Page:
TRENTON – Legislation sponsored by Senator M. Teresa Ruiz to establish a public awareness campaign to provide information to the public concerning the dangers of leaving children unattended in and around motor vehicles, and preventative measures that may be taken by parents or guardians to promote child safety and protect against unintended injury or death, is now law.
“Leaving children unattended in vehicles, even for a very brief period of time, can expose them to grave dangers. Yet every year we hear of cases of babies left in cars in sweltering heat, extreme cold, or vulnerable to other hazards in the vehicle that could result in serious harm or death,” said Senator Ruiz (D-Essex). “Educating parents about the risks associated with leaving children alone in and around a motor vehicle is critically important to protecting kids in our state and could ultimately save lives.”
Statistics show that, on average, 38 children die each year from heat-related deaths after being trapped inside motor vehicles, and even the most well intentioned parents or caregivers can unknowingly leave a sleeping baby in a car resulting in the child’s injury or death. The temperature of a vehicle, even with an open window, can rise rapidly and a child may easily incur heat stroke, causing brain damage or death within minutes. In addition to heat stroke, the consequences of leaving a child unattended in and around a motor vehicle include the dangers of abduction, strangulation, trunk entrapment, being run over, and personal injuries caused by accidental and uncontrolled movement of the vehicle.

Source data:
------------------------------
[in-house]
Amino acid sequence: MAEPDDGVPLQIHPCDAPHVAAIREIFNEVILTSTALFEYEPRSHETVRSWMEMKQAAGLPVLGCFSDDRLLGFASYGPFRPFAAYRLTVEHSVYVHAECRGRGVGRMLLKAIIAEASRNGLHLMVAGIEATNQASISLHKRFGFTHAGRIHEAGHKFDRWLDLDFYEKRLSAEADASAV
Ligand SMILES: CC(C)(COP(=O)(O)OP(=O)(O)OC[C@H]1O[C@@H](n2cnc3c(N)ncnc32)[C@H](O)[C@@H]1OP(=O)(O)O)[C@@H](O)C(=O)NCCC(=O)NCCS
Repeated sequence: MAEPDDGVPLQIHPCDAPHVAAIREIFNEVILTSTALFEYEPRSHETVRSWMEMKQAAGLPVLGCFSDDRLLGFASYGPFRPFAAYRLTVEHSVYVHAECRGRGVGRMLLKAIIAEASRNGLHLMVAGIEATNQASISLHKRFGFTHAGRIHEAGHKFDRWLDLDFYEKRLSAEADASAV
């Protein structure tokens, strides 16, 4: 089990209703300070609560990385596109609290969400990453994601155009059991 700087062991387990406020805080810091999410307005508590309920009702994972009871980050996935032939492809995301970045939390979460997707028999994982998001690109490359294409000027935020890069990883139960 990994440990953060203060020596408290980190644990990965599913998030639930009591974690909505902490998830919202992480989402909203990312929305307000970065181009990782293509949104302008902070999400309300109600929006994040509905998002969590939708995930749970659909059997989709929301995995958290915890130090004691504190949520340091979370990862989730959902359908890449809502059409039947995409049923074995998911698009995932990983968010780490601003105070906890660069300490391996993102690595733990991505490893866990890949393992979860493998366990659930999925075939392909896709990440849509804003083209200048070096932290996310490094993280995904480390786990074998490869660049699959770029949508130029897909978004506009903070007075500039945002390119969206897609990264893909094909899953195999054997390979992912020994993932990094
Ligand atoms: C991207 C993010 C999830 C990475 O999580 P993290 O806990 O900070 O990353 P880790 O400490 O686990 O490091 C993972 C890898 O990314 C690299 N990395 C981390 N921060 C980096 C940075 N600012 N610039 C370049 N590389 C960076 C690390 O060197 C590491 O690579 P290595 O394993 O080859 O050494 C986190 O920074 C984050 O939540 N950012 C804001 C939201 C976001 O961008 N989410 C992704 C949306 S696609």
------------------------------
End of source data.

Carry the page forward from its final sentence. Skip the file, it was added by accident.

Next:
The law (S2609) will require the Division of Highway Traffic Safety in the Department of Law and Public Safety in consultation with the Department of Children and Families to create a public awareness campaign. The division will be required to provide printed and electronic educational materials concerning child safety in and around motor vehicles and to disseminate those materials to licensed child care centers in the state, at public venues throughout the state, and by any other means the director may determine in collaboration with other governmental entities, including the Department of Children and Families and the New Jersey Motor Vehicle Commission.
The law will require the division to report to the Governor and the Legislature concerning the activities and accomplishments of the public awareness campaign within two years of the bill’s effective date.
The law takes effect immediately.